GNOME is a free and open-source desktop environment for Unix-like operating systems. GNOME was an acronym for GNU Network Object Model Environment, but the acronym was dropped because it no longer reflected the vision of the GNOME project. GNOME is part of the GNU Project and developed by The GNOME Project, composed of both volunteers and paid contributors, the largest corporate contributor being Red Hat, it is an international project that aims to develop software frameworks for the development of software, to program end-user applications based on these frameworks, to coordinate efforts for internationalization and localization and accessibility of that software. GNOME 3 is the default desktop environment on many major Linux distributions including Fedora, Ubuntu, SUSE Linux Enterprise, Red Hat Enterprise Linux, CentOS, Oracle Linux, Scientific Linux, SteamOS, Kali Linux and Endless OS; the continued fork of the last GNOME 2 release that goes under the name MATE is default on many distributions that targets low usage of system resources.
GNOME was started on August 15 1997 by Miguel de Icaza and Federico Mena as a free software project to develop a desktop environment and applications for it. It was founded in part because K Desktop Environment, growing in popularity, relied on the Qt widget toolkit which used a proprietary software license until version 2.0. In place of Qt, the GTK toolkit was chosen as the base of GNOME. GTK uses the GNU Lesser General Public License, a free software license that allows software linking to it to use a much wider set of licenses, including proprietary software licenses. GNOME itself is licensed under the LGPL for its libraries, the GNU General Public License for its applications; the name "GNOME" was an acronym of GNU Network Object Model Environment, referring to the original intention of creating a distributed object framework similar to Microsoft's OLE, but the acronym was dropped because it no longer reflected the vision of the GNOME project. The California startup Eazel developed the Nautilus file manager from 1999 to 2001.
De Icaza and Nat Friedman founded Helix Code in 1999 in Massachusetts. During the transition to GNOME 2 around the year 2001 and shortly thereafter there were brief talks about creating a GNOME Office suite. On September 15, 2003 GNOME-Office 1.0, consisting of AbiWord 2.0, GNOME-DB 1.0 and Gnumeric 1.2.0 was released. Although some release planning for GNOME Office 1.2 was happening on gnome-office mailing list, Gnumeric 1.4 was announced as a part of it, the 1.2 release of the suite itself never materialized. As of May 4, 2014 GNOME wiki only mentions "GNOME/Gtk applications that are useful in an office environment". GNOME 2 was similar to a conventional desktop interface, featuring a simple desktop in which users could interact with virtual objects, such as windows and files. GNOME 2 started out with Sawfish, but switched to Metacity as its default window manager; the handling of windows and files in GNOME 2 is similar to that of contemporary desktop operating systems. In the default configuration of GNOME 2, the desktop has a launcher menu for quick access to installed programs and file locations.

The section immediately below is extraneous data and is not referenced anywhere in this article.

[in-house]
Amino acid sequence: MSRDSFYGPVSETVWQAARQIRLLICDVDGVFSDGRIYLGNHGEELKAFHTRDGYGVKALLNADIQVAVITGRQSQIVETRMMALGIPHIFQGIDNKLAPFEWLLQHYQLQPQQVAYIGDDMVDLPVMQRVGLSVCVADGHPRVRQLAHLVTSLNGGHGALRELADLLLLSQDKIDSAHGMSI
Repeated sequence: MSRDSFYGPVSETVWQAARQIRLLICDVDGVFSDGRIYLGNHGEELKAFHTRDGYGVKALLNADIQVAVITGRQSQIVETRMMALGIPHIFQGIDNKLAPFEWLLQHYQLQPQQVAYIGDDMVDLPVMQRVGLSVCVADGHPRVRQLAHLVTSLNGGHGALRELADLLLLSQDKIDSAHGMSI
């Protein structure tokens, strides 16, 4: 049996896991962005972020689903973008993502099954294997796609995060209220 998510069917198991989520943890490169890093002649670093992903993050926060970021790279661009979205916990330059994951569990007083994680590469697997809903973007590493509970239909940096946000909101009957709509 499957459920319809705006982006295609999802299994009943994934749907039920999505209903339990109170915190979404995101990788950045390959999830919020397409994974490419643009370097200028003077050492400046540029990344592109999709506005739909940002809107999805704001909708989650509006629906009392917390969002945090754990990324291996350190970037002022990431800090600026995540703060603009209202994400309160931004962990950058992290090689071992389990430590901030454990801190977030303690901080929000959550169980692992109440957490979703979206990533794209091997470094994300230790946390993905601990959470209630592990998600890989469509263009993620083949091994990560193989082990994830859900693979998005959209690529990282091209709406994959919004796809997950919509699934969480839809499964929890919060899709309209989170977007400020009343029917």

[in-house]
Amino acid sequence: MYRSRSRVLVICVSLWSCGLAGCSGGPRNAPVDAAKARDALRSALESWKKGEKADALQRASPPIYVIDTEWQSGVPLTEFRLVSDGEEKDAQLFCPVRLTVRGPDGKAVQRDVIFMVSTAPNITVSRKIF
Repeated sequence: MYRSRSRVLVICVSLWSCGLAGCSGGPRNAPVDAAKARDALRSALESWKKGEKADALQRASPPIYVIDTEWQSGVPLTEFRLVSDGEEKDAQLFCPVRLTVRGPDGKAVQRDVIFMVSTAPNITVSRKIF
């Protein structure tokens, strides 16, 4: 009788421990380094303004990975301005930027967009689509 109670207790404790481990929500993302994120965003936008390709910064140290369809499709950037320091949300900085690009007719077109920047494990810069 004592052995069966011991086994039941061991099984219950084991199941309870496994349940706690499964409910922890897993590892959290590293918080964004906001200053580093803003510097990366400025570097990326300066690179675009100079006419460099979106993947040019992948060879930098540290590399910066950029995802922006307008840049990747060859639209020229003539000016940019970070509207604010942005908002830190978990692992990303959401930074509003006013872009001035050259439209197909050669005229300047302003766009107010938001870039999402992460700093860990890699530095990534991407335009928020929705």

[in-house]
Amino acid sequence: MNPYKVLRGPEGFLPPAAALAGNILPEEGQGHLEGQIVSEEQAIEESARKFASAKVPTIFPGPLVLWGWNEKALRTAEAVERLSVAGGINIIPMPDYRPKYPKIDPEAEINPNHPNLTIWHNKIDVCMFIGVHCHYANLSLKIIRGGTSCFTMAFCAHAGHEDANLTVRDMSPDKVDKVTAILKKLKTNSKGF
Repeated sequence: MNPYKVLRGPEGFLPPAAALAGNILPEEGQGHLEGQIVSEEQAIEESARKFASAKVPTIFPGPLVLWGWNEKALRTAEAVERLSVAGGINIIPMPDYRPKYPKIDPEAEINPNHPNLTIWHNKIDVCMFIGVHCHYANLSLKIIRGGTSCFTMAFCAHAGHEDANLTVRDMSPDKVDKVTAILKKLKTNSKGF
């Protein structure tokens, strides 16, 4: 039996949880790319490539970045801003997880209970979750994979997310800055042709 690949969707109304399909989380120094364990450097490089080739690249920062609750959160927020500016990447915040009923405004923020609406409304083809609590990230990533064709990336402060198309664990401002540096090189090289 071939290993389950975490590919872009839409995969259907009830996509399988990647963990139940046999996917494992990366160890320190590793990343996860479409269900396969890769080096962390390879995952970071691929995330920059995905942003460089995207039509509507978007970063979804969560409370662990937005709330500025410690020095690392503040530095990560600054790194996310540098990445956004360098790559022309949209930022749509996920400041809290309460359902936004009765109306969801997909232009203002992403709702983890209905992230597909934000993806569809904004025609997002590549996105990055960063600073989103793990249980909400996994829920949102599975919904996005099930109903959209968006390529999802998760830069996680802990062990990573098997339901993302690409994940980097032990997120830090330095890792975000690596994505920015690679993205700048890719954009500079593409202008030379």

However, these features can be moved to any position or orientation the user desires, replaced with other functions or removed altogether. As of 2009, GNOME 2 was the default desktop for OpenSolaris. GNOME 1 and 2 followed the traditional desktop metaphor. GNOME 3, released in 2011, changed this with GNOME Shell, a more abstract metaphor where switching between different tasks and virtual desktops takes place in a separate area called "Overview". Since Mutter replaced Metacity as the default window manager, the minimize and maximize buttons no longer appear by default, the title bar, menu bar and tool bar combinated in one horizontal bar called "header bar" via Client-Side Decoration mechanism. Adwaita replaced Clearlooks as the default theme. Many GNOME Core Applications went through redesigns to provide a more consistent user experience; the release of GNOME 3, notable for its move away from the traditional menu bar and taskbar, has caused considerable controversy in the GNU and Linux community.
Many users and developers have expressed concerns about usability. A few projects have been initiated to continue development of GNOME 2.x or to modify GNOME 3.x to be more like the 2.x releases. GNOME 3 aims to provide a single interface for desktop computers and tablet computers; this means using only input techniques that work on all those devices, requiring abandonment of certain concepts to which desktop users were accustomed, such as right-clicking, or saving files on the desktop. These major changes evoked widespread criticism; the MATE desktop environment was forked from the GNOME 2 code-base with the intent of retaining the traditional GNOME 2 interface, whilst keeping compatibility with modern Linux technology, such as GTK 3. The Linux Mint team addressed the issue in another way by developing the "Mint GNOME Shell Extensions" that ran on top of GNOME Shell and allowed it to be used via the traditional desktop metaphor; this led to the creation of the Cinnamon user interface, forked from the GNOME 3 codebase.
Among those critical of the early releases of GNOME 3 is Linus Torvalds, the creator of the Linux kernel. Torvalds abandoned GNOME for a wh
GNU General Public License